Book Review – Dumplin’, Julie Murphy

“Go Big or Go Home” reads the subtitle of Julie Murphy’s Dumplin. And it’s a great fit – Dumplin’ is big smiles, and big heart. After slogging through a few heavy reads, it was exactly what I was looking for. “I need something cheerful, damn it,” I told my friend Skye of the Spork Review after my last melodramatic cliffhanger. After hearing about this book left and right, I finally picked it up from the public library a couple days ago.

I love the library, and not just because I’m a librarian. Since I signed my soul over to academia, my life has felt consumed by work. My recent reading roll has been a welcome break for that. Lately the public library has become my home away from home. It’s one of those treasured public spaces for me, a bit like the movies, an exercise in communal entertainment. Only the library is so much more. It truly is one of those limitless public places, there to serve everyone.

But existing in public spaces can present some challenges. Willowdean Dickson, unapologetic fat girl, is all too aware of this. We catch up with Will on her summer vacation, just a few months after the death of her beloved Aunt Lucy. Will’s summer plans – hang out with her best friend El and save up some cash by working at fast food joint Harpy’s – are disrupted by a variety of complications, ranging from the attention of handsome “Peachbutt” private school boy Bo and a parade of zealous would-be beauty pageant queens.

Though her mother is pageant royalty, Will has never been considered a contender. Why would she be? She’s fat. But as the school year starts back up and her relationships begin to change around her, Will finds herself changing with them. She can only be the beauty queen’s daughter and the pretty girl’s chubby sidekick for so long. The addition of big (athletic big, Will clarifies) football player Mitch makes for a sort of love triangle, one of my least favorite tropes, but mercifully this one is low-key and largely free of drama.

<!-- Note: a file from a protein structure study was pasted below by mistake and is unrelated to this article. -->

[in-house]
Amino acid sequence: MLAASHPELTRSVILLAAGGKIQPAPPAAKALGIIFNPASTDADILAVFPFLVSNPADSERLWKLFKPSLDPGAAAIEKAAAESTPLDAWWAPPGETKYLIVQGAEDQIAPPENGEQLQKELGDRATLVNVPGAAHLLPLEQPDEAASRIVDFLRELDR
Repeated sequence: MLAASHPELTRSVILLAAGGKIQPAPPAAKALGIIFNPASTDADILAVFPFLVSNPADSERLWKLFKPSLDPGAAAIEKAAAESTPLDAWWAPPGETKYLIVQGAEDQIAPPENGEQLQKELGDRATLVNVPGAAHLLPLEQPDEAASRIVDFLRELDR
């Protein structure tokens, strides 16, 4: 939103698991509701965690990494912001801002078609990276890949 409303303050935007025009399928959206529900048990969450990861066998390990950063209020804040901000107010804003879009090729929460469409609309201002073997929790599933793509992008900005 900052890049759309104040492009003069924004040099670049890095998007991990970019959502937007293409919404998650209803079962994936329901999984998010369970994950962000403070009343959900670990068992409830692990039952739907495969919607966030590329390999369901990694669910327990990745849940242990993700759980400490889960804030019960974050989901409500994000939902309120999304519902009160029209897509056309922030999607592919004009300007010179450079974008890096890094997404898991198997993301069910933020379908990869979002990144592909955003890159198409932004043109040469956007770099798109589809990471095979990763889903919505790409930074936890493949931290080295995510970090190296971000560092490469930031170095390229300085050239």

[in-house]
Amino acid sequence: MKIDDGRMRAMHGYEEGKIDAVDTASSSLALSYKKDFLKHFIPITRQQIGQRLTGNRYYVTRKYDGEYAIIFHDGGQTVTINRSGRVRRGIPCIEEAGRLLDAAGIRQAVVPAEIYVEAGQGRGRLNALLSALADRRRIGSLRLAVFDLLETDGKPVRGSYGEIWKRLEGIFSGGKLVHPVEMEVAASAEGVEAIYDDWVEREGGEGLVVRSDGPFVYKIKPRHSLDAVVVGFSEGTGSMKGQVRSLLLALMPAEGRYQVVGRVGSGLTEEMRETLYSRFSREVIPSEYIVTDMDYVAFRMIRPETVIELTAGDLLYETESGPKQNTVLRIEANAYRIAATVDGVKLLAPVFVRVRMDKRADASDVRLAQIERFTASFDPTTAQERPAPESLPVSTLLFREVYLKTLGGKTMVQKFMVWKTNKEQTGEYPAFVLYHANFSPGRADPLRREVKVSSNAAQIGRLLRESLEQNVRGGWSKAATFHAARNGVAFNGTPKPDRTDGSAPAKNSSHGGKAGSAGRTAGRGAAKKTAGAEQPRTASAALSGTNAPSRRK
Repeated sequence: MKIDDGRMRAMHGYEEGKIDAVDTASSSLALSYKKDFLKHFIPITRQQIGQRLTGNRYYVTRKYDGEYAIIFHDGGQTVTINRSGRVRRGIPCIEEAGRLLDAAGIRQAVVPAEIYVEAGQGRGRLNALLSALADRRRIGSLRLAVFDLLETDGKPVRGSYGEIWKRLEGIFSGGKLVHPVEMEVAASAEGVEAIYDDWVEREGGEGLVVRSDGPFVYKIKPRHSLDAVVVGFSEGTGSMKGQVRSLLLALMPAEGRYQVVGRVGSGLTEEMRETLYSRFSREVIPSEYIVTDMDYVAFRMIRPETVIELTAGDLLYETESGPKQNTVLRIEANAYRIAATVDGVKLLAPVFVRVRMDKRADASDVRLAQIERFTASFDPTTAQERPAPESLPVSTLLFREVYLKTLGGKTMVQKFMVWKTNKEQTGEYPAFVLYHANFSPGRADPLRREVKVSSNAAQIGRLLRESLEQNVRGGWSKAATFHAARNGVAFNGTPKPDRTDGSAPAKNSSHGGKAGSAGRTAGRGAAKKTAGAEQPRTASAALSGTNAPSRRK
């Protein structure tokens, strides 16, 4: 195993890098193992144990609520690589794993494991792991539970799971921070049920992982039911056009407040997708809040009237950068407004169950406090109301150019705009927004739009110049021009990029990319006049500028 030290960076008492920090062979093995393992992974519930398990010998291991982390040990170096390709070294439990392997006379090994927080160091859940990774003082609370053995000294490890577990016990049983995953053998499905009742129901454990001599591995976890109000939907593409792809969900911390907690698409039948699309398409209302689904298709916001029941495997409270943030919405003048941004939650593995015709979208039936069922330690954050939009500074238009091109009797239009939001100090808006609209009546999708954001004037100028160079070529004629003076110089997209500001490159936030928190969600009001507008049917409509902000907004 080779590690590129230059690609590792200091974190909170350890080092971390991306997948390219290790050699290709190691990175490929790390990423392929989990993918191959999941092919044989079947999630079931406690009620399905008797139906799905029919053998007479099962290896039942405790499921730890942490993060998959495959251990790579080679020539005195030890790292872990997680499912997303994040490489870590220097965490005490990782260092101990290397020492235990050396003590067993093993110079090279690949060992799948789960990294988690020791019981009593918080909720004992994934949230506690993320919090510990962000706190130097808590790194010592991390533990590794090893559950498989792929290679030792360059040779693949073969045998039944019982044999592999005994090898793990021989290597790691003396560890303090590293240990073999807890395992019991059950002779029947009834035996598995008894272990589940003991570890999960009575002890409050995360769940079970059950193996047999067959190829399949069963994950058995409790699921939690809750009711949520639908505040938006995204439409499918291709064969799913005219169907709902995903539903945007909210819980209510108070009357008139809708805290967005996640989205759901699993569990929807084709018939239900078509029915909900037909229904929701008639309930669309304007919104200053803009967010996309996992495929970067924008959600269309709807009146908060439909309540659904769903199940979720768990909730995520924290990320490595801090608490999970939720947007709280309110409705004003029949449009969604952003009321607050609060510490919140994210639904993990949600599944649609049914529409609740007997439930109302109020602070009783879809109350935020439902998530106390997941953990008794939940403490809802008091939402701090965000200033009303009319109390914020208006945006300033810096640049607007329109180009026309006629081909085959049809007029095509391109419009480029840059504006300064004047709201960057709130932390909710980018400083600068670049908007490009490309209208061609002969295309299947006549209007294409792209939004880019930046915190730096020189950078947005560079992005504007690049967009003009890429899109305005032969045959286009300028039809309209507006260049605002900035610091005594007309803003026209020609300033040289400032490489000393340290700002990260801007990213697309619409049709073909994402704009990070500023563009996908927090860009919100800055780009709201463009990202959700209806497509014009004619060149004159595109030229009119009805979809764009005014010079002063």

Murphy makes it abundantly clear that it’s never about winning for Will. Her decision to enter the beauty pageant isn’t about proving herself to anyone but herself. Being a big girl shouldn’t disqualify her from the same things other girls want, whether it’s to get the guy or wear a cute red swimsuit. In the end, it doesn’t matter who does win the pageant – what matters is that Will has finally come to accept that she deserves as much as any other girl, something she lost sight of along the way.

It’s hard to capture exactly what made Dumplin’ such a wonderful read. It’s rare that a book will make me “Awww” out loud, or smile like my face is about to crack open. Dumplin’ did both. It was such a sincere, sweet read, and exactly what I needed with all the stress and complication currently going on in my life. Murphy’s characters are all remarkably believable, endearingly human and easy to relate to. I can’t recommend this book enough! I only wish it had been a bit longer, to be perfectly honest – as I turned the last page, I found myself missing the protagonists already. I’ll definitely be reading more of Murphy’s work in the future, and I hope you will too.